Why Relationships Are the Currency of Life

Photo by {artist}/{collectionName} / Getty Images
Photo by {artist}/{collectionName} / Getty Images

There is a leader on my team who is what I call a "relational entrepreneur." He is one of those guys who knows everyone, and everyone knows him. There isn't someone he can't get to, even if he has to connect two or three people he does know until he finds a connection which opens the door.

He is incredibly valuable to the team and Southeastern University. Our ability to continue to grow and expand our non-traditional learning opportunities, on-campus experiences, and overall influence is impacted by our ability to tap into a network who can partner with us to drive things forward. This team member understands and practices good relationship habits, and it pays off for him and other again and again.

Part of what makes him so successful at building, growing, and sustaining relationships over time is the systematic follow-up process he has in place. He's worked this out over a long period of time and has it down to a science. The system itself is less important than by his personality and the type of people in his relationship economy. It's more important that he has a system in place.

You might think his system is just about finding and starting new relationships. That's called prospecting, and there is only a short-term value in such an approach. This leader's approach begins with prospecting and extends through a substantial learning about the individual over time—so much so he can deliver relevant, timely, and specific information on a regular basis moving forward. And as he has invested in these relationships, they also invested in him.


·             Because people connect with people. Relationships are about people connecting with people—not books, seminars, or podcasts.

·             Because leadership is about relationships first. You can do all the right things, but if you don’t do relationship well, you will be less effective.

·             Because influence is not programmatic but diplomatic by design. You can’t tell people what to do without authority. But if you build trust with another person, it will boost your capacity to influence them even if you don’t have authority over them.

·             Because collaboration drives innovation. Two minds—especially of different professional disciplines—always uncover untapped opportunity. Your best ideas will always be perfected when discussed with others.

·             Because interdependence trumps individual capacity to achieve anything. At the root of your desire for relationships lies your understanding of your need for others. You must become vulnerable and lean into the strengths of the other person to fully maximize your ability to cultivate your success over time.


Authentic relationships are rare which is why they are so valuable. So many times, you meet people who are just interested in talking about themselves or burdening you with their problems. I’m not talking about the times when you are in need. I’m talking about the times when people are consumed with what matters to them, and they conclude others should be concerned with the same things.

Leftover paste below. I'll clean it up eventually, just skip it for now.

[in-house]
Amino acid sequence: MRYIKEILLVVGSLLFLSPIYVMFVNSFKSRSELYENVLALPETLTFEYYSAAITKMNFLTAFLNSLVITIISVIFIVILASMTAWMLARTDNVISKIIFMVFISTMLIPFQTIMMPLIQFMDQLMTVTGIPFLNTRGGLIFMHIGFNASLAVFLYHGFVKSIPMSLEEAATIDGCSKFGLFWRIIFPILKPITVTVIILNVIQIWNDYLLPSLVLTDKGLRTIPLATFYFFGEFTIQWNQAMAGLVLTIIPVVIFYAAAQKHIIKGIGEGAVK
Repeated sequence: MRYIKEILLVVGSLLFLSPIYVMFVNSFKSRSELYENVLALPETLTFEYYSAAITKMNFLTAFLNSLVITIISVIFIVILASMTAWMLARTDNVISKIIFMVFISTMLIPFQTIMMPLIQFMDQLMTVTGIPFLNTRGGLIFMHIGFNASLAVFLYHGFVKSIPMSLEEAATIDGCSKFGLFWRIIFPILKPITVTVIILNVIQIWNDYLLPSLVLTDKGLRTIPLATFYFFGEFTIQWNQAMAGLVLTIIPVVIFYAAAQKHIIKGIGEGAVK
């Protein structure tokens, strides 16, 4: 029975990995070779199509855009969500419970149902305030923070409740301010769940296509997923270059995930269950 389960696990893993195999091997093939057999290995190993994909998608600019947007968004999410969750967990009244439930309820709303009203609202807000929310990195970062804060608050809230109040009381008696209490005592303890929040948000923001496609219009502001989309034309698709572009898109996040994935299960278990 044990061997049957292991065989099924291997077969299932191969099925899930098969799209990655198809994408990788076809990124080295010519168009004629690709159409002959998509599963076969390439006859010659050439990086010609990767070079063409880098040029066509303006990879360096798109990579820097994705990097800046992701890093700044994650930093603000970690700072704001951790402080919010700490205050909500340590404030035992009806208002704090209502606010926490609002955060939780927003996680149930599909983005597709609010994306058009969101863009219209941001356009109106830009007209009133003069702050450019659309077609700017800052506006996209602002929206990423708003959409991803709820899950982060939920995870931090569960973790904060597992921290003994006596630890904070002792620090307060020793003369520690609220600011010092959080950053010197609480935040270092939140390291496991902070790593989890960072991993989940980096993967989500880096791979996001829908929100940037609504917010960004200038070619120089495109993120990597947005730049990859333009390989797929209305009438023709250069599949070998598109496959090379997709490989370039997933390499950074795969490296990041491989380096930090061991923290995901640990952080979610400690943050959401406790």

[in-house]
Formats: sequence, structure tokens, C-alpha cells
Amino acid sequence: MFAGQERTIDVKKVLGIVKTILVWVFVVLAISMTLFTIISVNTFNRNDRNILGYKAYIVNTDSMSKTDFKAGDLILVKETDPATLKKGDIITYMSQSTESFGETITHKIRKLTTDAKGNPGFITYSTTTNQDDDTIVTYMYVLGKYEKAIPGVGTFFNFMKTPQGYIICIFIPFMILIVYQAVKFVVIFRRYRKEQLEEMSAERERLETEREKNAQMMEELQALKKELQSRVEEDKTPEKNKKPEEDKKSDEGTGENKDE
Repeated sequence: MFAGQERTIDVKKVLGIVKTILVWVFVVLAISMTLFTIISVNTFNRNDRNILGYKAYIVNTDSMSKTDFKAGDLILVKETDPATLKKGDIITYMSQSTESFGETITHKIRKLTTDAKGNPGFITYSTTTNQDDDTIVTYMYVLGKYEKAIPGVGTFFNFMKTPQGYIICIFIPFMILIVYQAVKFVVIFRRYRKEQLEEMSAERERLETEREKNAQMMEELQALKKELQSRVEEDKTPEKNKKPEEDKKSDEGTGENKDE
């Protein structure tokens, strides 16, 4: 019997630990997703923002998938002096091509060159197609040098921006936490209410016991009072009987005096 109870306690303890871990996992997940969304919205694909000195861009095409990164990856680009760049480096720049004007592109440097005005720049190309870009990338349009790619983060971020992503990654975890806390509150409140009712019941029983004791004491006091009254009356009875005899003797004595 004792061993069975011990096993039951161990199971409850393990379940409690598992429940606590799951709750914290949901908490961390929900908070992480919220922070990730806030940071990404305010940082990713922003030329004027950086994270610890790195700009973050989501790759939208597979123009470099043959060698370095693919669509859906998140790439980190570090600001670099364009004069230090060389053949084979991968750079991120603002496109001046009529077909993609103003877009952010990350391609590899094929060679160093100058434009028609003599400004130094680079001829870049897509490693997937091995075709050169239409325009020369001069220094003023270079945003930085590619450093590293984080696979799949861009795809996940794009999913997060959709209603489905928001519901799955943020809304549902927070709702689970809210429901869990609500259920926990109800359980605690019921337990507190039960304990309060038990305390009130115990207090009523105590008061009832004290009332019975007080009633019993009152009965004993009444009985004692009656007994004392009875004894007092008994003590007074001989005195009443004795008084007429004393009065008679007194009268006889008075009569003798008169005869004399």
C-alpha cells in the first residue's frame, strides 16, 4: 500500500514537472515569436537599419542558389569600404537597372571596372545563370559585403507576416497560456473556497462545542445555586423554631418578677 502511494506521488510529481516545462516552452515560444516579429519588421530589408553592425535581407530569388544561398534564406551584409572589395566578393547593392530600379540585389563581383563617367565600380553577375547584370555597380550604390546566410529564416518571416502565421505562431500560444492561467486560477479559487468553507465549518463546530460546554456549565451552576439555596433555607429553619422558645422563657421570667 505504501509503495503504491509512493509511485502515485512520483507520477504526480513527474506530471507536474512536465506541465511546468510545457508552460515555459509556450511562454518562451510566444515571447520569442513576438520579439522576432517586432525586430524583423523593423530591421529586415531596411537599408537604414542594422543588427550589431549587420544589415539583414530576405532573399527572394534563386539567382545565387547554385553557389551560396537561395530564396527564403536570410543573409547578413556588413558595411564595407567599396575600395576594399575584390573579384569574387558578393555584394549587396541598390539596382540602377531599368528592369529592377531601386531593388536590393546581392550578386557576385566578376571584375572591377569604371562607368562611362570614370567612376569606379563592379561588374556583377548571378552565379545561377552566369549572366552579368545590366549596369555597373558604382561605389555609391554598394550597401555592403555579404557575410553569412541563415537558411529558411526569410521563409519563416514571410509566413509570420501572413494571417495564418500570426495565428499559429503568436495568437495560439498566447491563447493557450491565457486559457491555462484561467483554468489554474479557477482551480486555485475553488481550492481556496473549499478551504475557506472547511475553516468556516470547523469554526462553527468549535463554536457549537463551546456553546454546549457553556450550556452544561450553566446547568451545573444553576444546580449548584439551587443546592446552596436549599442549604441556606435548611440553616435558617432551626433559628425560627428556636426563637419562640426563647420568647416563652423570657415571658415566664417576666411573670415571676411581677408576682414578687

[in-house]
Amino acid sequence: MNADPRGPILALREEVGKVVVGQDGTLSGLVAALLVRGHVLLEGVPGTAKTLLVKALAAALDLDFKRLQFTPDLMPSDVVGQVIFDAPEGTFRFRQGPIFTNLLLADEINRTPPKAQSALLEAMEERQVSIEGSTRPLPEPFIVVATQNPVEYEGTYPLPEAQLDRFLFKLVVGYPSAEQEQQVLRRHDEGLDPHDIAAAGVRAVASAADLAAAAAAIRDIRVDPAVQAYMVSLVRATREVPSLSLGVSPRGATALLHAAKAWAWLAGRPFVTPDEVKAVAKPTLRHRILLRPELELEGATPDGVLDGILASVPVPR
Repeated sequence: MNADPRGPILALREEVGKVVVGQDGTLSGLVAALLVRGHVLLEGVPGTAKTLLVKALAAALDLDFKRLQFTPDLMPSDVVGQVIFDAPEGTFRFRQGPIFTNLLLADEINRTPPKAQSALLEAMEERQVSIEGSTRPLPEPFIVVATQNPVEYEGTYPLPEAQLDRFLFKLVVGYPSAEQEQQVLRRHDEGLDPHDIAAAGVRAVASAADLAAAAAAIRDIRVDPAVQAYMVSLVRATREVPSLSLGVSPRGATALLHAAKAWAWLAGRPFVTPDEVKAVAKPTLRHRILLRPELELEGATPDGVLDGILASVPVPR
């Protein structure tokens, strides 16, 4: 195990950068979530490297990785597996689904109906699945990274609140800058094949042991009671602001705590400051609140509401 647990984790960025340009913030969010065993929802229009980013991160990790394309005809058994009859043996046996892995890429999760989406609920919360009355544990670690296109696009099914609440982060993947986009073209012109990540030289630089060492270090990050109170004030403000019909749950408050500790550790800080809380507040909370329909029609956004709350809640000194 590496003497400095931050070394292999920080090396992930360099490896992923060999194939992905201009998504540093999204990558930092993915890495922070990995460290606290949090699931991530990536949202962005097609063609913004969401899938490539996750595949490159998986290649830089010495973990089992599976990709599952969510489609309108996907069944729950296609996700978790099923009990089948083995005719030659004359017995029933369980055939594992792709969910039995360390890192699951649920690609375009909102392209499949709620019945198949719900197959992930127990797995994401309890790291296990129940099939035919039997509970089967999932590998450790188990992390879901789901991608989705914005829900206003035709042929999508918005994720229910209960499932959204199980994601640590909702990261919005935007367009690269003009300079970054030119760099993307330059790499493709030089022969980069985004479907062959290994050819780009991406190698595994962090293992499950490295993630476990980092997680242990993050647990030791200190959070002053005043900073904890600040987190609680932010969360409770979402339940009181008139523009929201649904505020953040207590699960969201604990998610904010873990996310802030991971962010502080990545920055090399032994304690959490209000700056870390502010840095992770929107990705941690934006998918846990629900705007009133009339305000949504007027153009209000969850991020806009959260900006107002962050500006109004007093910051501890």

Cultivate is a great word when you think about relationships. While many people use the word cultivate with slightly different meanings and contexts, I can tell you it means to invest, grow, and develop over time. That sounds like an excellent strategy for establishing, building, and growing authentic relationships over time.

Authentic relationships require a long view, just like investing for retirement. But before you jump head first into cultivating relationships, let’s outline the rules of engagement.


·             They are based on respect for humanity. The individual is the primary building block rather than a personal agenda.

·             They are driven by a desire to connect. Human beings were designed to be in relationship with one another from the beginning.

·             They are grounded in the unique realities of the other person. You must accept people for who they are rather than who you want them to be.

·             They are others-focused rather than self-focused. Good friends don’t make it all about them.

·             They are propelled forward through meaningful interactions and encounters. You must add value to the other person; otherwise, you’re wasting their time and yours.

The greatest investment you will make will not be in your education, profession, or even your retirement plan. Those are all good things, but they are not the most valuable assets you will accumulate in your life. Those things come and go. What you are worth on paper, the size of your house, the brand of your cloths, nor the logo on the front of your car are as valuable as the people in whom you invest your time, wisdom, and experience.


Relationships are the currency of life; you should spend wisely. Projects come and go. Houses are lived in for a period of time. Jobs are held for only a season. But the people you choose to pour into are the ones who will carry you in their hearts and minds forever.

You can tell a lot about someone by attending their funeral. The stories people tell about you are the evidence of the deposits you made in them. I've learned not to judge someone by the number of people who attend their funeral but the quality of stories shared by those who did. Your ability to influence others is greatly impacted by your skill at building and growing authentic relationships over time.

Everyone wins when you invest in others.

CHALLENGE: List the top five authentic relationships in your life right now. What are you doing to add value to their lives? How can you begin to practice the principle of authentic relationships today?